Changing Industries in Changing Times
By Lisa Thompson, Managing Director, Delivery

The federal government recently announced that they expect America's unemployment rate to remain elevated through at least 2011, and that the economy could shrink by 1.3 percent in 2009. Industrial production, a key indicator of America's economic health, dropped 1.8 percent in January 2009 alone. Looking down the barrel of the worst economic contraction in 27 years, some policymakers believe that it will be many years before our nation fully recovers from the current recession.

Facing this bleak economic outlook, senior executives in some sectors are finding themselves up against a weighty career decision: Is it time to seek out a new career in an entirely different industry?

One of the questions that Pearson Partners International often hears from senior executives is, "How do I make a switch into a different industry or role?" While search firms are not a good source of jobs for people switching careers - our clients are looking for individuals that exactly match their requirements - we can offer several guidelines that may help you find your niche in another industry:


1. Realistically assess your transferable experience and skills. The most successful type of career change involves remaining in the same function but transferring your skills to a different industry. Be prepared for the possibility of a longer job search.

2. At most, focus on two to three industries as targets. Start by looking at industries where you have experience and the roles in which you have proven yourself. Research industry trade publications and business news resources, and get familiar with:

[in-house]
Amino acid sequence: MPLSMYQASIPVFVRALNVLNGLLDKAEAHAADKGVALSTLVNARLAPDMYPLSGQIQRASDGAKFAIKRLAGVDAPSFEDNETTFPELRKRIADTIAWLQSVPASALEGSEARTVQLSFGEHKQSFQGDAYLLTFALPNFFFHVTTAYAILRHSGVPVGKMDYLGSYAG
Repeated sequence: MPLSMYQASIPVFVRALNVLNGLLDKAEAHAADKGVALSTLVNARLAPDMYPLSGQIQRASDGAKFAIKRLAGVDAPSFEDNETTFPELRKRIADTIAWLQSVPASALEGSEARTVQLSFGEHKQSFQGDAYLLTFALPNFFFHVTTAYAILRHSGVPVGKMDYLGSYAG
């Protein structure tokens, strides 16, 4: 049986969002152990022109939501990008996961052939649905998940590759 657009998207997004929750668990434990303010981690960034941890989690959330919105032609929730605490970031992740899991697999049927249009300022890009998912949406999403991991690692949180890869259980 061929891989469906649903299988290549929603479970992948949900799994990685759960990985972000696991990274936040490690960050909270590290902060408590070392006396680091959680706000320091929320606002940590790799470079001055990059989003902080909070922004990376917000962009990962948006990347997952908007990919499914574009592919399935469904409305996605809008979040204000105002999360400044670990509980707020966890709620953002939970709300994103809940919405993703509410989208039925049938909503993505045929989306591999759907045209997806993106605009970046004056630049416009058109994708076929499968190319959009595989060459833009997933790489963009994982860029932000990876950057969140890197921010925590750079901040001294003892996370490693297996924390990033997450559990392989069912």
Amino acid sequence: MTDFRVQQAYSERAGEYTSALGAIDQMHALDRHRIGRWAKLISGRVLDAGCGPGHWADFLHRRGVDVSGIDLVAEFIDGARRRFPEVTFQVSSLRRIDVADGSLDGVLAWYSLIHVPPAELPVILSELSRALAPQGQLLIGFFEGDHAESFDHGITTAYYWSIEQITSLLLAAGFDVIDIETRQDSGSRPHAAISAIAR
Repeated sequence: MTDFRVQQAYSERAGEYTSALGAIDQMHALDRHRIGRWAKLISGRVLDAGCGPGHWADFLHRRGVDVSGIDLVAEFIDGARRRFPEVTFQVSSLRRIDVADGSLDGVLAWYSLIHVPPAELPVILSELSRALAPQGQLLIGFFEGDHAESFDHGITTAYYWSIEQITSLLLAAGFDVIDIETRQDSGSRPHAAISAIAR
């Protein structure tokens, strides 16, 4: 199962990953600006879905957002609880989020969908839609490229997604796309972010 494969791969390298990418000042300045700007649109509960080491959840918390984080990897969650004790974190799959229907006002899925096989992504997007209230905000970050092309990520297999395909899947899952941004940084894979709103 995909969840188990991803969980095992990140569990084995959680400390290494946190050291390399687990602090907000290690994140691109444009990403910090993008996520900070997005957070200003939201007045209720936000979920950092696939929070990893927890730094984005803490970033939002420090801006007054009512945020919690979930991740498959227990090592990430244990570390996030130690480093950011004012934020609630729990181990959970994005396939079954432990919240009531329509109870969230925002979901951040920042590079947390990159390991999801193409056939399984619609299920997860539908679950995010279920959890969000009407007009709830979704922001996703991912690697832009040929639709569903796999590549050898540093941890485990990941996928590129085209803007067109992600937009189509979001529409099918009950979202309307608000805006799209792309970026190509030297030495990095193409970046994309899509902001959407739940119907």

• Current challenges and opportunities
  • Key players, prospects, problems and culture
  • Current news and issues affecting the industry
  • Industry terms, language and buzzwords
  • Industry metrics: is it growing or contracting?
To help determine if an industry may be right for you, try your hand at consulting work to ensure that your skills are transferable. Focus on small and mid-sized companies that typically don't have the bench strength to fill key roles.

3. Determine what special value you bring to the table. Thoroughly understand what your prior industry experience has in common with the targeted industry. Use the language of the new industry to reinforce the relevance of your career accomplishments. Translate your functional expertise into terms that will be meaningful to those in the new industry, with particular emphasis on quantifiable accomplishments and achievements using dollar amounts, percentages and other figures.

Ask yourself: What makes you stand out? What makes you uniquely qualified over another candidate with specific industry background? Industry changers frequently bring the advantage of a fresh perspective and can use their experience to find new solutions. For example, you may be able to provide:
  • Turnaround or restructuring experience
  • Acquisition or merger expertise
  • Experience in taking a company public
  • A reputation as a "rainmaker" with an exceptional ability to attract clients, use political connections or increase profits
  • Sought-after contacts and connections
  • Skills earned as "best of breed" in a highly recognized organization, regardless of industry
Remember, a final hiring decision will be made based on who was the most convincing that they could produce results or will bring in a viable solution.

4. Focus on building a network in the targeted industries. Networking is the most effective way to get your foot in the door of a new industry. Join organizations where you will meet contacts, and attend conferences and trade shows. Consider working on a not for profit board or committee as a way to gain valuable contacts. Companies are more willing to take risks on someone referred to them by individuals who can attest for the individual's abilities and potential.

Whether a career switch is voluntary or forced, it's a complex and difficult journey. But if you're finding that opportunities are limited in your current industry, a switch may be the right move to get your career going again.